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United States Department of Agriculture

Agricultural Research Service

Title: Case Study: Risk Analysis of Fumonisin in "fao Risk Analysis Manual"

Authors
item Riley, Ronald
item Miller, J. David - CARLETON UNIV.OTT/ON/CAN.

Submitted to: FAO Technical Reports
Publication Type: Book / Chapter
Publication Acceptance Date: August 15, 2003
Publication Date: November 1, 2003
Citation: FAO: Food Safety - Risk Analysis, a manual published by the United Nations Food & Agriculture Organization, ILSI, and the Industry Council for Development.

Interpretive Summary: This document is written as a Case Study for the "FAO Risk Analysis Manual" developed by the Industry Council for Development in close association with the Food and Agricultural Organization for use in training programs in the field of food safety and nutrition. The risk analysis process includes risk assessment, risk management, risk communication and risk perception. The four components of the risk analysis framework are interdependent and none can occur independent of the other three. Thus, the interaction between the components is essential if the risk analysis is to be effective. The purpose of this case study is to show how the risk assessment component evolves for a natural food contaminant using the mycotoxin fumonisin B1 as an example. In theory, the risk assessment component is comprised of four discrete parts: hazard identification; hazard characterization, exposure assessment; and risk characterization. In reality, hazard identification and characterization (establishing the dose response relationships) and exposure assessment all occur concurrently. The emphasis is on the risk assessment component of the fumonisin risk analysis, however, the points in the evolution of the risk assessment where interaction between risk managers and stakeholders were critical in ensuring its scientific quality are also described in detail. The problems that are unique to the risk analysis of natural contaminants in foods are addressed and a "Decision Tree" that takes a DNA reactive and non-DNA reactive food borne mycotoxin through the risk assessment evaluation process is included as a training tool.

Technical Abstract: This document is written as a Case Study for the "FAO Risk Analysis Manual" developed by the Industry Council for Development in close association with the Food and Agricultural Organization for use in training programs in the field of food safety and nutrition. The risk analysis process includes risk assessment, risk management, risk communication and risk perception. The four components of the risk analysis framework are interdependent and none can occur independent of the other three. Thus, the interaction between the components is essential if the risk analysis is to be effective. The purpose of this case study is to show how the risk assessment component evolves for a natural food contaminant using the mycotoxin fumonisin B1 as an example. In theory, the risk assessment component is comprised of four discrete parts: hazard identification; hazard characterization, exposure assessment; and risk characterization. In reality, hazard identification and characterization (establishing the dose response relationships) and exposure assessment all occur concurrently. The emphasis is on the risk assessment component of the fumonisin risk analysis, however, the points in the evolution of the risk assessment where interaction between risk managers and stakeholders were critical in ensuring its scientific quality are also described in detail. The problems that are unique to the risk analysis of natural contaminants in foods are addressed and a "Decision Tree" that takes a DNA reactive and non-DNA reactive food borne mycotoxin through the risk assessment evaluation process is included as a training tool. This document is written as a Case Study for the "FAO Risk Analysis Manual" developed by the Industry Council for Development in close association with the Food and Agricultural Organization for use in training programs in the field of food safety and nutrition. The risk analysis process includes risk assessment, risk management, risk communication and risk perception. The four components of the risk analysis framework are interdependent and none can occur independent of the other three. Thus, the interaction between the components is essential if the risk analysis is to be effective. The purpose of this case study is to show how the risk assessment component evolves for a natural food contaminant using the mycotoxin fumonisin B1 as an example. In theory, the risk assessment component is comprised of four discrete parts: hazard identification; hazard characterization, exposure assessment; and risk characterization. In reality, hazard identification and characterization (establishing the dose response relationships) and exposure assessment all occur concurrently. The emphasis is on the risk assessment component of the fumonisin risk analysis, however, the points in the evolution of the risk assessment where interaction between risk managers and stakeholders were critical in ensuring its scientific quality are also described in detail. The problems that are unique to the risk analysis of natural contaminants in foods are addressed and a "Decision Tree" that takes a DNA reactive and non-DNA reactive food borne mycotoxin through the risk assessment evaluation process is included as a training tool.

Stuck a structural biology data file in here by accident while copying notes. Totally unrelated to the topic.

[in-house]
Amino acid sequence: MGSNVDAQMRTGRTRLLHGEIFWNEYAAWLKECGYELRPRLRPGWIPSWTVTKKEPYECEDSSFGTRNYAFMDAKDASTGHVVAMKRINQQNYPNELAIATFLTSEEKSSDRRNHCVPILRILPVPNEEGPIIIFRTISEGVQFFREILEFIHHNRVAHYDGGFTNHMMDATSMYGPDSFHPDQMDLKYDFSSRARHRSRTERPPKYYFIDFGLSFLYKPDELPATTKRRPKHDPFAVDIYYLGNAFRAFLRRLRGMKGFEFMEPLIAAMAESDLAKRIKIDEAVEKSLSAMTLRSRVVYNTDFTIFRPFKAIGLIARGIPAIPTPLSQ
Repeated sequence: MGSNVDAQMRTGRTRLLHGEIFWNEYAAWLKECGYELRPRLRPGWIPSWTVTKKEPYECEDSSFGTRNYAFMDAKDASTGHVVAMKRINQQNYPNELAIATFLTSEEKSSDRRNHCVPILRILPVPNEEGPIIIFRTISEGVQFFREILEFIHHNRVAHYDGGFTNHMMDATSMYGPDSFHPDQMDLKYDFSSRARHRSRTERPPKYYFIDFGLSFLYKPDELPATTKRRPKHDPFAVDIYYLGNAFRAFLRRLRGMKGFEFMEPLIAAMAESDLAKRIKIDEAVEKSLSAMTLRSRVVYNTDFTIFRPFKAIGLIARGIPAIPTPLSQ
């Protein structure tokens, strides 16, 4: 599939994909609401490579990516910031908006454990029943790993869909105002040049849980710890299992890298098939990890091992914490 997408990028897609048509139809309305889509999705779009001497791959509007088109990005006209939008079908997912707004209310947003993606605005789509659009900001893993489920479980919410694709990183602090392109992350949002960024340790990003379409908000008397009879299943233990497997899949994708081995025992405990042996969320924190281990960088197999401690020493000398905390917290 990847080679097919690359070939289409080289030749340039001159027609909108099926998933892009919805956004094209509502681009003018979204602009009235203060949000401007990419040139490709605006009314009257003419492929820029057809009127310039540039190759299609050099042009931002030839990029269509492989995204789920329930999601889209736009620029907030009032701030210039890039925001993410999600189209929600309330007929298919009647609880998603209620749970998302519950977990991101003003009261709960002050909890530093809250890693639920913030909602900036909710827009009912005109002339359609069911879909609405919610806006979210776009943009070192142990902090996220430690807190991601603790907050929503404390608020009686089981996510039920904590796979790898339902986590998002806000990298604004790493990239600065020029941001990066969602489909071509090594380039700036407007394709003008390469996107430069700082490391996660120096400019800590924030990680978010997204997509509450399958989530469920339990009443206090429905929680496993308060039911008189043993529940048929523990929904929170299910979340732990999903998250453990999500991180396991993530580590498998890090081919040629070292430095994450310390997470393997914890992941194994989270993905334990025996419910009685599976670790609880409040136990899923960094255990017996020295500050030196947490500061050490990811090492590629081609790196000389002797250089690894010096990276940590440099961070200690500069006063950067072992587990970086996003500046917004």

Last Modified: 11/26/2014
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